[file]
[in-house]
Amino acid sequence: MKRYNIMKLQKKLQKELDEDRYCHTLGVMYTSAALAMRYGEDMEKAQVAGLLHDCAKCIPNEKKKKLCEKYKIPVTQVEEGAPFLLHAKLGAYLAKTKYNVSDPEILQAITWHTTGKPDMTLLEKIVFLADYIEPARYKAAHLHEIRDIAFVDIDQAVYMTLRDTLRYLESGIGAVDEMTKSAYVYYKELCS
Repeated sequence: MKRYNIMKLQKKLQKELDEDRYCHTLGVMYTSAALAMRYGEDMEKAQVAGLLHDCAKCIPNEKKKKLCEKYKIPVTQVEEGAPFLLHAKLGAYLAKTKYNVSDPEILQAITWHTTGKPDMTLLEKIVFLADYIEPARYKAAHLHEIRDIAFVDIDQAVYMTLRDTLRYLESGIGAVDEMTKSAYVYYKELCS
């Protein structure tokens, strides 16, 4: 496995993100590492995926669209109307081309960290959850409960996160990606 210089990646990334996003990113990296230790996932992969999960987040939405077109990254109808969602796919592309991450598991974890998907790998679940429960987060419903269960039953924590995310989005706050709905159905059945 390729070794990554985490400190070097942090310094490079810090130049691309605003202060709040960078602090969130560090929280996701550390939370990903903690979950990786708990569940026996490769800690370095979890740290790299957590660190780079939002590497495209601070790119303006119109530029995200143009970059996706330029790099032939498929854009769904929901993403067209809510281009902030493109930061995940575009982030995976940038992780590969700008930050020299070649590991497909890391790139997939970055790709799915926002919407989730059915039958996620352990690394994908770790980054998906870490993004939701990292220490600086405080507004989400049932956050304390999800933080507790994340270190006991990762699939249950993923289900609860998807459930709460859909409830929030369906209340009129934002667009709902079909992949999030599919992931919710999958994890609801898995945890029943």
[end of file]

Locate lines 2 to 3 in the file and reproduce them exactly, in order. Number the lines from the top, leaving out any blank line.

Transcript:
Amino acid sequence: MKRYNIMKLQKKLQKELDEDRYCHTLGVMYTSAALAMRYGEDMEKAQVAGLLHDCAKCIPNEKKKKLCEKYKIPVTQVEEGAPFLLHAKLGAYLAKTKYNVSDPEILQAITWHTTGKPDMTLLEKIVFLADYIEPARYKAAHLHEIRDIAFVDIDQAVYMTLRDTLRYLESGIGAVDEMTKSAYVYYKELCS
Repeated sequence: MKRYNIMKLQKKLQKELDEDRYCHTLGVMYTSAALAMRYGEDMEKAQVAGLLHDCAKCIPNEKKKKLCEKYKIPVTQVEEGAPFLLHAKLGAYLAKTKYNVSDPEILQAITWHTTGKPDMTLLEKIVFLADYIEPARYKAAHLHEIRDIAFVDIDQAVYMTLRDTLRYLESGIGAVDEMTKSAYVYYKELCS